Later on, I’d come to the realization that everything is a collage. Everyone’s ideas were influenced by other ideas. People’s personalities are amalgams of what they learned. You are physically a collage of genes. Your mom is a collage. All matter is a combination of molecules which are combinations of atoms and so on. Eventually, you might get down to a basic unit of X, but that pure variable is probably far less interesting than the shit it makes when it’s slapped together with other Xs and Ys.
Au Courant: You appear to prefer vintage content. Why is this?
Hoop & Stick: There are a couple of reasons. The boring ones are that the paper used for books and magazines back then holds up better to cutting and gluing. Also, a lot of modern magazines use real cheap ink and thin paper, so you can see the print on the backside of the page even after your shit is glued down. The color palate of the 30s-60s is much better too. What’s more interesting than that, is that looking through old magazines and books sort of gives you a peek into the idealized lives of the mainstream ruling class at that period of time (heterosexual white men). Seriously, there are at least a dozen ads in any publication which are all about what a young woman can do to get a man to notice her—as if being a married house-slave is the highest aspiration a woman could have. Those images are just as relevant today as they were then. Oh, we’ve tried to sweep racism, sexism, classism, and homophobia under the rug a bit here and there, but the social bullshit that is implied in those images persists. If the meaning of a collage happens to escape my audience, I hope that they—at least—get some sense of irony at our sense of progression through the years. It’s still, very much, a white-man Christmas every day in this country.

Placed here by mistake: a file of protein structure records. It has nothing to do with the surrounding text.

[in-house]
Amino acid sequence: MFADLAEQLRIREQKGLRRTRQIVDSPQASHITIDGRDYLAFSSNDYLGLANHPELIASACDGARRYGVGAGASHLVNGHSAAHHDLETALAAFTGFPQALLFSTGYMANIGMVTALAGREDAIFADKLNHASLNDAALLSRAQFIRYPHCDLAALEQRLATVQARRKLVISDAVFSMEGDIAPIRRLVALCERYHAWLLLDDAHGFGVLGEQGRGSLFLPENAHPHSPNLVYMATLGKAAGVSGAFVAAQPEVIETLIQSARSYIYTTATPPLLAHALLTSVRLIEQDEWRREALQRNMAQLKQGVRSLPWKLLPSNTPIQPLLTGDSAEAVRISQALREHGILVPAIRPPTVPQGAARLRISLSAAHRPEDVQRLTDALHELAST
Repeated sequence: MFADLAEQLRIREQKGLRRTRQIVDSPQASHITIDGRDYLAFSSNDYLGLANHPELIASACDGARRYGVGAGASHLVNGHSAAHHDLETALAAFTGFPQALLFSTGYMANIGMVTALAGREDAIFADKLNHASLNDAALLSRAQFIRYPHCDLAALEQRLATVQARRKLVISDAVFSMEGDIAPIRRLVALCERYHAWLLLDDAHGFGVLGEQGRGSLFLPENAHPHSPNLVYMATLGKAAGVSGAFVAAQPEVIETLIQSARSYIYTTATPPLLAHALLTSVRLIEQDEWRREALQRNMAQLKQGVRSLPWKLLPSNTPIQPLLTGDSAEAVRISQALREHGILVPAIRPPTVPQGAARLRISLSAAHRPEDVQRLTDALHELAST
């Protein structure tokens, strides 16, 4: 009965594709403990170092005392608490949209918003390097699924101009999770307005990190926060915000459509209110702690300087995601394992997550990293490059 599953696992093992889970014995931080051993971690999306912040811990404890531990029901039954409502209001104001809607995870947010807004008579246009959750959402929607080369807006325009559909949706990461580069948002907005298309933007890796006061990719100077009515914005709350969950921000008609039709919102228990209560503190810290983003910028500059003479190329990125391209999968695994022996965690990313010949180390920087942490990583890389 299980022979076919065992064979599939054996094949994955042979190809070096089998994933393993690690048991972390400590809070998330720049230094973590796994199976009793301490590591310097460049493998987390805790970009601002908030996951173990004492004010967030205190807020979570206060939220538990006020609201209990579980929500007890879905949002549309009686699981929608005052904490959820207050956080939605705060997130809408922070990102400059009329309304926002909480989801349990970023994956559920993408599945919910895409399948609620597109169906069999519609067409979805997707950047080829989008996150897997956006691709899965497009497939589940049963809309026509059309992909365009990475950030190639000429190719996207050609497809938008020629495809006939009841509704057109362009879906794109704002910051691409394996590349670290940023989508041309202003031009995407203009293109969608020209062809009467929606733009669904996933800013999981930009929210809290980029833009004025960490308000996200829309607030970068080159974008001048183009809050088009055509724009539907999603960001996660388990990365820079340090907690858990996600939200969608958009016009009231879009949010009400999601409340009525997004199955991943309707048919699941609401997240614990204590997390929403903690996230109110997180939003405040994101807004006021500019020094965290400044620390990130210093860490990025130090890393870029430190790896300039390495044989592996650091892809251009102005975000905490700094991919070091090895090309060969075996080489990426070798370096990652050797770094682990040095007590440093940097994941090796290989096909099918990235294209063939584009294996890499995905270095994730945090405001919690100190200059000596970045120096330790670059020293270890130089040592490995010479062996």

Au Courant: How did you get so damn good with an ex-acto?
Hoop & Stick: As I got better at drawing, I got better at cutting; it’s pretty much a direct correlation. I don’t know if it’s that way for everyone, but not only do I get more precise, but I find that I can cut faster too.
Au Courant: A lot of your pieces appear to have a political agenda or message to them. Care to elaborate on that?